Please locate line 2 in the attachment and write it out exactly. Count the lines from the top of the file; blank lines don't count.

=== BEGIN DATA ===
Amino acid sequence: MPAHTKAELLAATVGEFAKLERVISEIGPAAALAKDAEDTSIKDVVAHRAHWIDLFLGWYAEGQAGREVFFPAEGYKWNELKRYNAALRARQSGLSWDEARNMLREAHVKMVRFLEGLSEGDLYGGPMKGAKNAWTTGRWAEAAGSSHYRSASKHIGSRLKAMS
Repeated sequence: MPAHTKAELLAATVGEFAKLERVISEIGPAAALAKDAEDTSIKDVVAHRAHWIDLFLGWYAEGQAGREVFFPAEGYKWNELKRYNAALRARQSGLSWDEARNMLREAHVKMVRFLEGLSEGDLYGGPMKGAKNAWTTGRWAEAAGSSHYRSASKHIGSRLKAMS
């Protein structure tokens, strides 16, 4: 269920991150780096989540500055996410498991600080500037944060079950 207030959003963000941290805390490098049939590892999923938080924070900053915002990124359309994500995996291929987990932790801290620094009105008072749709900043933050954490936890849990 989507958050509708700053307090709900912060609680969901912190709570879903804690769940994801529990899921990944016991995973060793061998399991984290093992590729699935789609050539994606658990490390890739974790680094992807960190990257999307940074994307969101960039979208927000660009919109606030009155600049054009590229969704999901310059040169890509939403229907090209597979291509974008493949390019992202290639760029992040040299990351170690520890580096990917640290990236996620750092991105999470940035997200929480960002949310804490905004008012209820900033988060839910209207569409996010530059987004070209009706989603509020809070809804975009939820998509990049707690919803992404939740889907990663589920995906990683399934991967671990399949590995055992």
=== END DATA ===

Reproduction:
Repeated sequence: MPAHTKAELLAATVGEFAKLERVISEIGPAAALAKDAEDTSIKDVVAHRAHWIDLFLGWYAEGQAGREVFFPAEGYKWNELKRYNAALRARQSGLSWDEARNMLREAHVKMVRFLEGLSEGDLYGGPMKGAKNAWTTGRWAEAAGSSHYRSASKHIGSRLKAMS